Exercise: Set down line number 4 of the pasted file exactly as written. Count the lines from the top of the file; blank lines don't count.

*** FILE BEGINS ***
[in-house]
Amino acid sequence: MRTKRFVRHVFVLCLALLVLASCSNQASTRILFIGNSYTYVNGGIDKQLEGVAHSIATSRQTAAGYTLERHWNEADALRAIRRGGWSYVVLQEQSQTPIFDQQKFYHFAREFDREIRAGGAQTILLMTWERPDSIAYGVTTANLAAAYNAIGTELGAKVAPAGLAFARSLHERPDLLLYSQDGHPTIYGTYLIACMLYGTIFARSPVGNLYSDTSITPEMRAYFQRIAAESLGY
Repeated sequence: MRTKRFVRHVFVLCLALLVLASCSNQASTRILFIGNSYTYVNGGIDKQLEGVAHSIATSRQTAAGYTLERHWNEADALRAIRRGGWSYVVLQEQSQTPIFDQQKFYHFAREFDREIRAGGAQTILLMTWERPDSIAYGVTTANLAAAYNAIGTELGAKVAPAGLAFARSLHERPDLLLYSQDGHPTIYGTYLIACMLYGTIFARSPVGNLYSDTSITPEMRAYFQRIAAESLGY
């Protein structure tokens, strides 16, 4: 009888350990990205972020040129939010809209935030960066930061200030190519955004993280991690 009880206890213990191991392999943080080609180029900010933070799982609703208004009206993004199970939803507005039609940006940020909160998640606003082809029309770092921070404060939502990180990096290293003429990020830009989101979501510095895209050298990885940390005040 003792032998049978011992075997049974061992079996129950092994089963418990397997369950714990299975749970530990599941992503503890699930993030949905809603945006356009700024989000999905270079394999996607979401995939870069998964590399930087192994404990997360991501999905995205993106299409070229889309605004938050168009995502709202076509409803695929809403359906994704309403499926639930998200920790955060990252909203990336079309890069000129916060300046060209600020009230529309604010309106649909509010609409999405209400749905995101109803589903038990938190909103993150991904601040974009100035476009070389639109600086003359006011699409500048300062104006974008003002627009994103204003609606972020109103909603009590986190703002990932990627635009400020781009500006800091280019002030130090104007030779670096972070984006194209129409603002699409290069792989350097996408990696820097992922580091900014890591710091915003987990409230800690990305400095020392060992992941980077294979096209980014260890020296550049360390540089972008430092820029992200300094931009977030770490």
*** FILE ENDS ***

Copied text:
């Protein structure tokens, strides 16, 4: 009888350990990205972020040129939010809209935030960066930061200030190519955004993280991690 009880206890213990191991392999943080080609180029900010933070799982609703208004009206993004199970939803507005039609940006940020909160998640606003082809029309770092921070404060939502990180990096290293003429990020830009989101979501510095895209050298990885940390005040 003792032998049978011992075997049974061992079996129950092994089963418990397997369950714990299975749970530990599941992503503890699930993030949905809603945006356009700024989000999905270079394999996607979401995939870069998964590399930087192994404990997360991501999905995205993106299409070229889309605004938050168009995502709202076509409803695929809403359906994704309403499926639930998200920790955060990252909203990336079309890069000129916060300046060209600020009230529309604010309106649909509010609409999405209400749905995101109803589903038990938190909103993150991904601040974009100035476009070389639109600086003359006011699409500048300062104006974008003002627009994103204003609606972020109103909603009590986190703002990932990627635009400020781009500006800091280019002030130090104007030779670096972070984006194209129409603002699409290069792989350097996408990696820097992922580091900014890591710091915003987990409230800690990305400095020392060992992941980077294979096209980014260890020296550049360390540089972008430092820029992200300094931009977030770490």